A WAR of words between city council bosses has sparked fury from the head of a mental health charity who claims his organisation has been the victim of a political tussle.
Roger Batterbury is the chairman of Portsmouth Mind, which will be closing at the end of the month due to a lack of funding.
He said the group had become embroiled in a political tug-of-war between Portsmouth’s current council boss, Tory councillor Donna Jones, and former leader, Gerald Vernon-Jackson.
It comes amid a clash between the two councillors over how cash has been used from the authority’s £500,000 voluntary and community sector transition fund which is meant to help charities in the city.
Mr Batterbury claims he had applied for some money from the funding pot but was refused by the city council.
He said: ‘It’s most unfortunate and reprehensible of Donna to play politics with something like this. I am really shocked by her behaviour.
‘It does feel like we have been caught in the middle of a political fight.
‘This is people’s lives we are dealing with; this is not a spreadsheet.’
Lib Dem Cllr Vernon-Jackson claimed in the seven months since the fund was launched, not a penny has been used.
Calling on the council to be ‘more flexible’, he said: ‘I think this is a very poor decision.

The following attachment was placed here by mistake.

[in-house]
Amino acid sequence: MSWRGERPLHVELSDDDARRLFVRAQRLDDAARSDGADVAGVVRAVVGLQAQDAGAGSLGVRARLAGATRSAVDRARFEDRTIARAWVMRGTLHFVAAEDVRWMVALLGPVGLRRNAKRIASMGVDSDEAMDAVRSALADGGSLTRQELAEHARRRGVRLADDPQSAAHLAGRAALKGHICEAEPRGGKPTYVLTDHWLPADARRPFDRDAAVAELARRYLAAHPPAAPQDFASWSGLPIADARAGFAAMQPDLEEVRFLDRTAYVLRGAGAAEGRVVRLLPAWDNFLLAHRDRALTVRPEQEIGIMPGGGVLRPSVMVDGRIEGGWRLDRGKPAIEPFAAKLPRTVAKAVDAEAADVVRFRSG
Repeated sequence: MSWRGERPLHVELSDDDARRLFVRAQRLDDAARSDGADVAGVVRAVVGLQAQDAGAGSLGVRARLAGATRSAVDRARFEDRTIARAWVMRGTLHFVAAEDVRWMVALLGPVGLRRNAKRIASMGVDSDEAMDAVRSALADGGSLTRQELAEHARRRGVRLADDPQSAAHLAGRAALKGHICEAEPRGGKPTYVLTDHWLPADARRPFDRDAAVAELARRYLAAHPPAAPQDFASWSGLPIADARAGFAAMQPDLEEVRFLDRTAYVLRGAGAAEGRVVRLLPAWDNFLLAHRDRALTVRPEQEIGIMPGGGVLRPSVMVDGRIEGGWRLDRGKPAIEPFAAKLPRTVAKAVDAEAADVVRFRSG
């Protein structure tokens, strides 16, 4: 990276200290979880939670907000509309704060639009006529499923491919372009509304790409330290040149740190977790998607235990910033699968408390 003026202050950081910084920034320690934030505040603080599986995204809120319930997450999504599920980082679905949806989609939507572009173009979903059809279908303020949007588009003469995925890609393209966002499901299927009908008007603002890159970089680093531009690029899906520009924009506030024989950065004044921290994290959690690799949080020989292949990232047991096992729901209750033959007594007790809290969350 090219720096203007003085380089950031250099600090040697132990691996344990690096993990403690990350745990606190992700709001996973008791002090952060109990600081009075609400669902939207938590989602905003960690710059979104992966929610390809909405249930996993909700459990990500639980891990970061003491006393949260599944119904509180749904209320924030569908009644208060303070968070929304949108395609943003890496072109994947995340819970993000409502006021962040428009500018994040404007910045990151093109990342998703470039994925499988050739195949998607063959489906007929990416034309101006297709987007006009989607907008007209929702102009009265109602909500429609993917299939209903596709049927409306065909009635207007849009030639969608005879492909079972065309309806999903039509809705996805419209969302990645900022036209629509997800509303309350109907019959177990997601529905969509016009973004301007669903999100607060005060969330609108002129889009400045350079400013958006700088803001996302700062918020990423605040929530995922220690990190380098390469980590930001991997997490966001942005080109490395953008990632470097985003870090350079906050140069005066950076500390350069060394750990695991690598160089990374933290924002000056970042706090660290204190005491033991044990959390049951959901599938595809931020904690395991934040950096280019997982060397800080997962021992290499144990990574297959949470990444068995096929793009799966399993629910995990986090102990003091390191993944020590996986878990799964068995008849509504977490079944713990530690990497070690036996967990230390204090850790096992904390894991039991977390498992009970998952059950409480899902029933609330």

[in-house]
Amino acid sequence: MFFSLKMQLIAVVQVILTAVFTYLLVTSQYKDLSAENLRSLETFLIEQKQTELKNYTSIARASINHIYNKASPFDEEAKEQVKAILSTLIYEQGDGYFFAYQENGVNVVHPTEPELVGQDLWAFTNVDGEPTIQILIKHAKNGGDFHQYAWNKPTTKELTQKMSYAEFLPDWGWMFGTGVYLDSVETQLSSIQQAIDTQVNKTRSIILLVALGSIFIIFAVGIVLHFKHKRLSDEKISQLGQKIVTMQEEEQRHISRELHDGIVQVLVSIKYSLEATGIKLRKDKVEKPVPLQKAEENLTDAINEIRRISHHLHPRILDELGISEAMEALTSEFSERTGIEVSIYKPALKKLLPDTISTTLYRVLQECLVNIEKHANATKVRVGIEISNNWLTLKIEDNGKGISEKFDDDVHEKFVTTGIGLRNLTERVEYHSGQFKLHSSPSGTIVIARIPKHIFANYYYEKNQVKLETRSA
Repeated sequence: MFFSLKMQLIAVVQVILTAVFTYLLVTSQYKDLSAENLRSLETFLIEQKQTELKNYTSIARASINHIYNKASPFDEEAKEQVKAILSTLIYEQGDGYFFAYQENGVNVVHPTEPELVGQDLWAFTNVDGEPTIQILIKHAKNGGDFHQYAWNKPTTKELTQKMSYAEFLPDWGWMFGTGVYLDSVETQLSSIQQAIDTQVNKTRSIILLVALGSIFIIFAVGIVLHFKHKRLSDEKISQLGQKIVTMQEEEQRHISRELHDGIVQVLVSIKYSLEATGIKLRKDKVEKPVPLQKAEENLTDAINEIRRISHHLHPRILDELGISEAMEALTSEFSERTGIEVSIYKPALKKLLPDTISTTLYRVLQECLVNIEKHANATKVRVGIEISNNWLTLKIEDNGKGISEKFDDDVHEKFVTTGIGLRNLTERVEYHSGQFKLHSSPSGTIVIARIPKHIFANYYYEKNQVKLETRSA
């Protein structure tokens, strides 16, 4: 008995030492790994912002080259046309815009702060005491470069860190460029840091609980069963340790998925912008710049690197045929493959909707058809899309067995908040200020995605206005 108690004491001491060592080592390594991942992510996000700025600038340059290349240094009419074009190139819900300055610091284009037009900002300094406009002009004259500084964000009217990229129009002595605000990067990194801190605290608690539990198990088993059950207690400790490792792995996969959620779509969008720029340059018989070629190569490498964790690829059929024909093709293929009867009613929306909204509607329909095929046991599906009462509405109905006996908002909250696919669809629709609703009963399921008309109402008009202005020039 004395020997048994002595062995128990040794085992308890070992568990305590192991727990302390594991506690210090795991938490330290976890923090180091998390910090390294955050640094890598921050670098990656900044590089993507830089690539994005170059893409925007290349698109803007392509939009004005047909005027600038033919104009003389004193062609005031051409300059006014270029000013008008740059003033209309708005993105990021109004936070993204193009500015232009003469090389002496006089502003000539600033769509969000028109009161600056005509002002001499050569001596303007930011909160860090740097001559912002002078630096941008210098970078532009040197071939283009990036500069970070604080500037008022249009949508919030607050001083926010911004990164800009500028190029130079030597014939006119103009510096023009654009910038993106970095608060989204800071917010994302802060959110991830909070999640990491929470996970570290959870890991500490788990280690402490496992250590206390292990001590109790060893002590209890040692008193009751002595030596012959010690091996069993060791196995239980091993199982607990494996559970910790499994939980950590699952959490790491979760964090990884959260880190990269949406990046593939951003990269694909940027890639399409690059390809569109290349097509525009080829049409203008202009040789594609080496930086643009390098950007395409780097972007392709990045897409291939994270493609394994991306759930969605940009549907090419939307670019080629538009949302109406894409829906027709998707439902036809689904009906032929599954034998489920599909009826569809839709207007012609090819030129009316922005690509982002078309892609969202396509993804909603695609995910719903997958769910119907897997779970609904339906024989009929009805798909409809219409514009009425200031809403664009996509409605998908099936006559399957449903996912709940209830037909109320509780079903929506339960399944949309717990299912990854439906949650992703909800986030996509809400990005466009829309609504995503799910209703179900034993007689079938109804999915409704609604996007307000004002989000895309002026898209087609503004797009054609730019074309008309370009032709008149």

‘If a group is struggling and is going to get money from outside Portsmouth it is always worth getting some money to them to get them over the hump.’
However, Cllr Jones said the funding pot was designed to last for three years and ‘wouldn’t have all been spent in seven months’.
She argued there was ‘no war of words’ and that she was merely trying ‘to explain the facts’ behind the funding process.
‘It was the Liberal Democrats who cut the £23,000-a-year grant funding back in 2013,’ Cllr Jones added.
‘Portsmouth Mind were then given a one-off transitional grant of £20,000 to help them develop their future funding for the long-term in 2014.
‘And in 2015 the Clinical Commissioning Group provided them £20,000 to develop a business case.’
Cllr Jones said the city council had ‘worked very hard’ to support the charity in finding a new base.
She added she was ‘confident’ the city had ‘adequate’ professional help for those with mental health issues, which included some 10 facilities and a £223,000 contract with Solent Mind.